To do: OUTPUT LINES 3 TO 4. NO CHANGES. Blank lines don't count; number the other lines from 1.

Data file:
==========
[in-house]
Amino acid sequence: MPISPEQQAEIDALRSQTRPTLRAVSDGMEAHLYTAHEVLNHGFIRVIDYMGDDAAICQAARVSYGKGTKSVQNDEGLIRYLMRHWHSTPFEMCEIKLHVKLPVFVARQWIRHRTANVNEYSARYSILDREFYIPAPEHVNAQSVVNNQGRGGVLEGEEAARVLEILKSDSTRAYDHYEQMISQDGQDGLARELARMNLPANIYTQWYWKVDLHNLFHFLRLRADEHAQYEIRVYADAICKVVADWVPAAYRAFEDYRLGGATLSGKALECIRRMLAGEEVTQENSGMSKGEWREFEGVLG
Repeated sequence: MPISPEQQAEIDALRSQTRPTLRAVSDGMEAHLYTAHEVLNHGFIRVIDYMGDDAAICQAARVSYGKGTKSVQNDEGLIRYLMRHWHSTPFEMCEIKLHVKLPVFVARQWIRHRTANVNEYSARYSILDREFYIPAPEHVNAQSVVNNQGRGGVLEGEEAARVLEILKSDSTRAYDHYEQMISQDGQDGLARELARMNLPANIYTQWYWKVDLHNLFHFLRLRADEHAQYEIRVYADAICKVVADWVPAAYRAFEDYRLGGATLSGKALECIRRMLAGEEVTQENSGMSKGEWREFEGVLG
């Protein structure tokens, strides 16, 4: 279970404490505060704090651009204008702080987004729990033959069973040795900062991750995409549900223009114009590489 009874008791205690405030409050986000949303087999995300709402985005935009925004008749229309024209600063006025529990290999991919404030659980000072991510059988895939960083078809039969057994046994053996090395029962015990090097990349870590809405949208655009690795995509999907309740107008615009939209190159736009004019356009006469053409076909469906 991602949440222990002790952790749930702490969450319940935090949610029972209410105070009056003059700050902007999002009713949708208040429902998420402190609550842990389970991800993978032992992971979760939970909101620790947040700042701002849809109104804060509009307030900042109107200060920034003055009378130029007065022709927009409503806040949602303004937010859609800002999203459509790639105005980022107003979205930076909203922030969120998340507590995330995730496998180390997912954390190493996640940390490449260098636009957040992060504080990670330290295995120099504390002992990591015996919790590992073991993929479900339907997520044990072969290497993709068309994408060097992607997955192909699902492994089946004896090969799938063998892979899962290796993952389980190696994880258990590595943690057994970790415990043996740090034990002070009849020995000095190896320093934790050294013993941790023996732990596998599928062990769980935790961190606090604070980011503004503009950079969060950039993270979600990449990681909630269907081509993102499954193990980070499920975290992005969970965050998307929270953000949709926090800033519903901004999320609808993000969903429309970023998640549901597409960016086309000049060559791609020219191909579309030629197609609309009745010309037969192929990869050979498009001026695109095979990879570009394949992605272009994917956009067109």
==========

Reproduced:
Repeated sequence: MPISPEQQAEIDALRSQTRPTLRAVSDGMEAHLYTAHEVLNHGFIRVIDYMGDDAAICQAARVSYGKGTKSVQNDEGLIRYLMRHWHSTPFEMCEIKLHVKLPVFVARQWIRHRTANVNEYSARYSILDREFYIPAPEHVNAQSVVNNQGRGGVLEGEEAARVLEILKSDSTRAYDHYEQMISQDGQDGLARELARMNLPANIYTQWYWKVDLHNLFHFLRLRADEHAQYEIRVYADAICKVVADWVPAAYRAFEDYRLGGATLSGKALECIRRMLAGEEVTQENSGMSKGEWREFEGVLG
């Protein structure tokens, strides 16, 4: 279970404490505060704090651009204008702080987004729990033959069973040795900062991750995409549900223009114009590489 009874008791205690405030409050986000949303087999995300709402985005935009925004008749229309024209600063006025529990290999991919404030659980000072991510059988895939960083078809039969057994046994053996090395029962015990090097990349870590809405949208655009690795995509999907309740107008615009939209190159736009004019356009006469053409076909469906 991602949440222990002790952790749930702490969450319940935090949610029972209410105070009056003059700050902007999002009713949708208040429902998420402190609550842990389970991800993978032992992971979760939970909101620790947040700042701002849809109104804060509009307030900042109107200060920034003055009378130029007065022709927009409503806040949602303004937010859609800002999203459509790639105005980022107003979205930076909203922030969120998340507590995330995730496998180390997912954390190493996640940390490449260098636009957040992060504080990670330290295995120099504390002992990591015996919790590992073991993929479900339907997520044990072969290497993709068309994408060097992607997955192909699902492994089946004896090969799938063998892979899962290796993952389980190696994880258990590595943690057994970790415990043996740090034990002070009849020995000095190896320093934790050294013993941790023996732990596998599928062990769980935790961190606090604070980011503004503009950079969060950039993270979600990449990681909630269907081509993102499954193990980070499920975290992005969970965050998307929270953000949709926090800033519903901004999320609808993000969903429309970023998640549901597409960016086309000049060559791609020219191909579309030629197609609309009745010309037969192929990869050979498009001026695109095979990879570009394949992605272009994917956009067109």